deadlight

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deadlight

[′ded‚līt]
(naval architecture)
A strong plate or a cover with light-obstructing baffles fitted over ventilation ports or windows in stormy weather.
A strong glass or plastic window set in the deck or side of a ship to admit light.

fixed light, deadlight, fast sheet, stand sheet, fixed sash

A window or an area of a window which does not open; glazed directly in a fixed frame that does not open.
References in periodicals archive ?
The flyleaf describes Michael Atkinson, who lives on Long Island, as "a former film critic for The Village Voice" author of numerous essays and "hundreds of poems." Hemingway Deadlights is Atkinson's first novel; according to the Amazon.com page devoted to him.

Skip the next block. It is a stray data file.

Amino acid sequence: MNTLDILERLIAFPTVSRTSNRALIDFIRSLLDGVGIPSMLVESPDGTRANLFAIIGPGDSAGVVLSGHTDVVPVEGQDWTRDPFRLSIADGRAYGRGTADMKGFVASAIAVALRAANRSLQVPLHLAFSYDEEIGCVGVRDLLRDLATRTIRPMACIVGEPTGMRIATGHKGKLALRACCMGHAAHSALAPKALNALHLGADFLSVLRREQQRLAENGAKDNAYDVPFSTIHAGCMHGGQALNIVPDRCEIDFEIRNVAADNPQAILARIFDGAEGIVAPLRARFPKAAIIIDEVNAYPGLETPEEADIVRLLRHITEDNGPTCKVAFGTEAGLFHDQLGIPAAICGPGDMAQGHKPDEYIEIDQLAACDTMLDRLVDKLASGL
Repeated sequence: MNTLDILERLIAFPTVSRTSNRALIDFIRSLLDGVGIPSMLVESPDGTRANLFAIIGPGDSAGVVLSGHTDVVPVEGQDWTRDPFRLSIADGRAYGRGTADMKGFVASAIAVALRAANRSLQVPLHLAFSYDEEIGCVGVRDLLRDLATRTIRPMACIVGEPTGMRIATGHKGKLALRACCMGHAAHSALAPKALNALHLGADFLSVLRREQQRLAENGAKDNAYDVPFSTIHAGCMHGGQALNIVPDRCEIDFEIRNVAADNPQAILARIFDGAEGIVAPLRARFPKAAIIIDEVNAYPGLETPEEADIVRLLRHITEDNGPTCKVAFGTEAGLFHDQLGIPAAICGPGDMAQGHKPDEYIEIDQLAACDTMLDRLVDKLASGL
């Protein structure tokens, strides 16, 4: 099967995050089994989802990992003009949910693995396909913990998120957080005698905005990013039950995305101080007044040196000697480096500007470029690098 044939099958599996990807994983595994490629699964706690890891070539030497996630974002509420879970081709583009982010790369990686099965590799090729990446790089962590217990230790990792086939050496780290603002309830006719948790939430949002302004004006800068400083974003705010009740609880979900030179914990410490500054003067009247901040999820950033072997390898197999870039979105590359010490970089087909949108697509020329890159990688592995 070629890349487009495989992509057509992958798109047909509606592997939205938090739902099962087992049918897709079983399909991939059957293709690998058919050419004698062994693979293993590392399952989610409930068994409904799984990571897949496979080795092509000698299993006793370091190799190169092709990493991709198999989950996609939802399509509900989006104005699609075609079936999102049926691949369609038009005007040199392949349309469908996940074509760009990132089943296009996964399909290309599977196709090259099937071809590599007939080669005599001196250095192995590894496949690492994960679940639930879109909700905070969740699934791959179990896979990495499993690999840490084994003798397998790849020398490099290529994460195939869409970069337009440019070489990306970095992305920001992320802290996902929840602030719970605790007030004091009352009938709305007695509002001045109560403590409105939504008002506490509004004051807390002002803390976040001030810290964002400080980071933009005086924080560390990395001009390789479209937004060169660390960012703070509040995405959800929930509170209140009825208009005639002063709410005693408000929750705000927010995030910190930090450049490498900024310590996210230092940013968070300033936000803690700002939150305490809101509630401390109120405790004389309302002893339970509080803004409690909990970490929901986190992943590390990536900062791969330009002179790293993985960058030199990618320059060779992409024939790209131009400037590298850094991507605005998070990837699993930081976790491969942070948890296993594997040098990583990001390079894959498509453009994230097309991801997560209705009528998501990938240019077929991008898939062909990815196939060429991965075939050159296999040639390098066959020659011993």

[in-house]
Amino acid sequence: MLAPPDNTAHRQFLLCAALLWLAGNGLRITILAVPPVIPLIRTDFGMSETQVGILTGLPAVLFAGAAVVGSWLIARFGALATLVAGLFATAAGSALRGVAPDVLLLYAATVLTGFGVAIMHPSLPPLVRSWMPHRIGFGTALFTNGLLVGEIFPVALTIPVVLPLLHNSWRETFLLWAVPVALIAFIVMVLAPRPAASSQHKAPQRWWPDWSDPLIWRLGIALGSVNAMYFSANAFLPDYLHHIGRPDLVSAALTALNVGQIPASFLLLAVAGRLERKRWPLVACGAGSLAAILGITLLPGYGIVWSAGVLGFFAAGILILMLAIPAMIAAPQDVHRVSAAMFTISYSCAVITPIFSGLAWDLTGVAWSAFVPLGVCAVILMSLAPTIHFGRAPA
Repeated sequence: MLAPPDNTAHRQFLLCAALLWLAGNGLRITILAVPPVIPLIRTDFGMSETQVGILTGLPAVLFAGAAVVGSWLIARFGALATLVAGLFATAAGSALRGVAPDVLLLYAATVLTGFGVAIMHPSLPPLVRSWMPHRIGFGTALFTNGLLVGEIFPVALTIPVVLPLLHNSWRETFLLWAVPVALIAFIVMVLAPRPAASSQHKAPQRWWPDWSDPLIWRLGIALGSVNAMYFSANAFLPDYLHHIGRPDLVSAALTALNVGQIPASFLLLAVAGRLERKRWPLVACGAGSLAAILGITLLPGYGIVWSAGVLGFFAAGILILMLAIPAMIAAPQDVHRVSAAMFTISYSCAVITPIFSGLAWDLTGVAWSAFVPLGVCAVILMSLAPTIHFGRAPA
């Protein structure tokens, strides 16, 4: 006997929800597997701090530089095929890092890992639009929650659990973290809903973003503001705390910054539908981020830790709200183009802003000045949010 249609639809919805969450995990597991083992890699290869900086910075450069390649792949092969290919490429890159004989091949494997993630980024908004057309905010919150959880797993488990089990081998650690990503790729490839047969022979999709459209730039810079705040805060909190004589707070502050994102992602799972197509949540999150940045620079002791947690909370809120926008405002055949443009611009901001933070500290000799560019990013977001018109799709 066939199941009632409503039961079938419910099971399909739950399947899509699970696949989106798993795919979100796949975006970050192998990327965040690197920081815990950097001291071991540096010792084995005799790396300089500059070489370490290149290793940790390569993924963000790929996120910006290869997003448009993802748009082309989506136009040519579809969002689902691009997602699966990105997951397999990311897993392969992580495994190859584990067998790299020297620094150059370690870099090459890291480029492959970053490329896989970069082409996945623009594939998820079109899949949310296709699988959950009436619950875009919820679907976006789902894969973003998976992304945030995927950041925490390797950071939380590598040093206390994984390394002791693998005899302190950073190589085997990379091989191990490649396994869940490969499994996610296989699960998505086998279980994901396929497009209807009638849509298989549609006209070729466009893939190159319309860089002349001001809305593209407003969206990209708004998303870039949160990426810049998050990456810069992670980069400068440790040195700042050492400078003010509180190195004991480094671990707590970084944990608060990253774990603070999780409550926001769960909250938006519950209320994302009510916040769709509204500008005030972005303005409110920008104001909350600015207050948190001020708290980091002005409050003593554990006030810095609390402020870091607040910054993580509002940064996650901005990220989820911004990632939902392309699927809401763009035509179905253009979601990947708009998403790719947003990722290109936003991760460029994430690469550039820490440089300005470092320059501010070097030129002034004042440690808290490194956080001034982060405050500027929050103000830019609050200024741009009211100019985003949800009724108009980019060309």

The units are of steel portal frame construction under a pitched corrugated asbestos insulated roof with intermittent deadlights. The walls are of brick and insulated corrugated asbestos and the floors are concrete.
"But we do not accept the idea that enough water could have made it through even with four broken deadlights, to sink the ship.